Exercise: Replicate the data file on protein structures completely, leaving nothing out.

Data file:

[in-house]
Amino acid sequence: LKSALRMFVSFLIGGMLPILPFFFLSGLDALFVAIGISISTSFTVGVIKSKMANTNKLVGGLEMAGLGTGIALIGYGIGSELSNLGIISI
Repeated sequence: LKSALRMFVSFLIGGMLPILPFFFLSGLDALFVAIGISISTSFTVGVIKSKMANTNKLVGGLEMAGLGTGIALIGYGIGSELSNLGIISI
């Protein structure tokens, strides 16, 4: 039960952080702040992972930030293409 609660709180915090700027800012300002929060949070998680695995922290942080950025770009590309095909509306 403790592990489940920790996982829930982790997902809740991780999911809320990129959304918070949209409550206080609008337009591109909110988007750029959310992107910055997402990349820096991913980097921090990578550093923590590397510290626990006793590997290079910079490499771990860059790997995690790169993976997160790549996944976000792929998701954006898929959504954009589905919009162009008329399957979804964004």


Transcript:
[in-house]
Amino acid sequence: LKSALRMFVSFLIGGMLPILPFFFLSGLDALFVAIGISISTSFTVGVIKSKMANTNKLVGGLEMAGLGTGIALIGYGIGSELSNLGIISI
Repeated sequence: LKSALRMFVSFLIGGMLPILPFFFLSGLDALFVAIGISISTSFTVGVIKSKMANTNKLVGGLEMAGLGTGIALIGYGIGSELSNLGIISI
């Protein structure tokens, strides 16, 4: 039960952080702040992972930030293409 609660709180915090700027800012300002929060949070998680695995922290942080950025770009590309095909509306 403790592990489940920790996982829930982790997902809740991780999911809320990129959304918070949209409550206080609008337009591109909110988007750029959310992107910055997402990349820096991913980097921090990578550093923590590397510290626990006793590997290079910079490499771990860059790997995690790169993976997160790549996944976000792929998701954006898929959504954009589905919009162009008329399957979804964004």